Given $\vec{a},~\vec{b} \in \Re^2$

$$\vec{a} = \begin{bmatrix} a_1 \\ a_2 \end{bmatrix}$$ $$\vec{b} = \begin{bmatrix} b_1 \\ b_2 \end{bmatrix}$$

then \begin{equation} \vec{a} - \vec{b} = \begin{bmatrix} a_1-b_1 \\ a_2-b_2 \end{bmatrix} \end{equation}

In [11]:

```
a = np.array([2,1])
b = np.array([1,2])
c = a - b
c
```

Out[11]:

$$\vec{a} = \begin{bmatrix} 2 \\ 1 \end{bmatrix}$$ $$\vec{b} = \begin{bmatrix} 1 \\ 2 \end{bmatrix}$$

then \begin{equation} \vec{a} - \vec{b} = \begin{bmatrix} 2-1 \\ 1-2 \end{bmatrix} = \begin{bmatrix} 1 \\ -1 \end{bmatrix} \end{equation}

In [12]:

```
plot.clear()
plot.graph()
plot.vector(a)
plot.vector(b)
plot.vector(c,add_color="purple")
plot.show()
```

What is really going on here when we subtract two vectors?

In [13]:

```
plot.clear()
plot.graph()
plot.subtract_vectors(a,b)
plot.show()
```

In [14]:

```
# Two Vectors
a = np.array([2,1])
b = np.array([1,2])
# Scaled by some arbitrary constants
c1 = 2
c2 = -3
# generate a new vector
v = c1*a + c2*b
v
```

Out[14]:

Given that $\vec{a}$ and $\vec{b}$ are linearly independent. We can use some combination of the two to describe every point in $\Re^2$

In [15]:

```
plot.clear()
plot.graph(20)
plot.vector(a)
plot.vector(b)
plot.vector(-4*a + -2*b)
plot.vector(.3*a + 5*b)
plot.vector(-1*a + -2.2*b)
plot.show()
```

Let's randomly generate a whole bunch of arbitrary constants for $\vec{a}$ and $\vec{b}$.

In [16]:

```
# We can draw random values from known distributions using Numpy
# Here I'm drawing one value from a uniform distribution.
np.random.uniform(low=-5,high=5,size=1)
```

Out[16]:

In [17]:

```
# Let's draw two random constants 50 times
for i in range(50):
c1,c2 = np.random.uniform(low=-5,high=5,size=2)
plot.vector(c1*a + c2*b,add_color='black',alpha=.2)
```

In [18]:

```
plot.show()
```

Eventually we could define the entire $\Re^2$ space with just these two vectors.

When we can describe a vector with some linear combination of other vectors, we call that vector linearly dependent. Put differently, the addition of that new vector to our set does not provide any additional information that we do not already have with the existing vectors in our set.

This concept is a little tricky at first, so let's examine this visually.

In [19]:

```
# Are these two vectors linearly dependent?
a = np.array([1,4])
b = np.array([2.5,10])
```

In [20]:

```
# Let's visualize them...
plot.clear()
plot.graph(30)
plot.vector(a,alpha=.4)
plot.vector(b,alpha=.4)
plot.show()
```

When visualized the dependence becomes apparent. No linear combination of these two vectors will allow them to break into a new dimension.

To run this point home, let's repeat the exercise from above.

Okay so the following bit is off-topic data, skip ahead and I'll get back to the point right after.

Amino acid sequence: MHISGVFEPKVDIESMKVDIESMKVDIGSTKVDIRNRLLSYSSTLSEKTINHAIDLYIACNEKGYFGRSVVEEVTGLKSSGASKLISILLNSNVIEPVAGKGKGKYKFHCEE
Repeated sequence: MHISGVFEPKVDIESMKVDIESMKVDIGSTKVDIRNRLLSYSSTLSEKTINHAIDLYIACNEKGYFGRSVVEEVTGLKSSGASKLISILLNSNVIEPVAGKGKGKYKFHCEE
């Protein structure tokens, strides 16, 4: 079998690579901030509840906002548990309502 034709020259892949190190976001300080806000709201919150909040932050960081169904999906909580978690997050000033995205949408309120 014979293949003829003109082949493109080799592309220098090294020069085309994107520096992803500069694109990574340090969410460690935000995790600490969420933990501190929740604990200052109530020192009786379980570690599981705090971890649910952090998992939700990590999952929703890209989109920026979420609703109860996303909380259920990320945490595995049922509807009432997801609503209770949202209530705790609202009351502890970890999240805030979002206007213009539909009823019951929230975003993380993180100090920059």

In [21]:

```
# Let's draw two random constants 50 times
for i in range(50):
c1,c2 = np.random.uniform(low=-5,high=5,size=2)
plot.vector(c1*a + c2*b,add_color='black',alpha=.2)
```

In [22]:

```
plot.show()
```

Linear independence is an important concept because it tells us how much information is contained within a system.

As we've seen, linear combinations of linearly independent can be used to locate any space within the dimensions the vectors describe. To an extent, all linearly independent vectors are linear combinations of their unit vectors.

A **unit vector** (or basis vector) is a one unit movement along a specific dimension in some $\Re^n$ dimensional space. A unit vector is denoted by $\hat{i}$ and $\hat{j}$ (and $\hat{k}$ when referring to $\Re^3$).

$$\hat{i} = \begin{bmatrix} 1 \\ 0 \end{bmatrix}$$ $$\hat{j} = \begin{bmatrix} 0 \\ 1 \end{bmatrix}$$

In [23]:

```
i = np.array([1,0])
j = np.array([0,1])
plot.clear()
plot.graph(8)
plot.vector(i,add_color="blue")
plot.vector(j,add_color="red")
plot.show()
```

Any specific vector can be treated as a linear combination of the unit vectors.

To get to the position $\begin{bmatrix} 2 \\ 3 \end{bmatrix}$, we could just scale and combine $\hat{i}$ and $\hat{j}$ accordingly.

$$2\hat{i} + 3\hat{j}= 2\begin{bmatrix} 1 \\ 0 \end{bmatrix} + 3\begin{bmatrix} 0 \\ 1 \end{bmatrix} = \begin{bmatrix} 2 \\ 3 \end{bmatrix}$$

This concept of a unit vector helps us define the "**basis**" of our coordinate system. That is, they help use establish the fundamental units that describe the positions within a specific space.

In [24]:

```
2*i+3*j
```

Out[24]:

In [25]:

```
cnt =0
while cnt <= 50:
c1,c2 = np.random.uniform(low=-5,high=5,size=2)
plot.vector(c1*i + c2*j,
add_color='black',alpha=.2)
cnt += 1
plot.show()
```

As the figure above loosely demonstrates, a set of vectors **spans** a vector space if every vector in that vector space can be written as a linear combination of vectors from that set. A set of linearly independent vectors that span a vector space define a **basis** for that vector space.

The reason why linear independence is so important is that we are interested in the minimum number of spanning vectors among a set of vectors, which tells us the dimension of that vector space. The **dimension** of a vector space is equal to the number of vectors in its basis.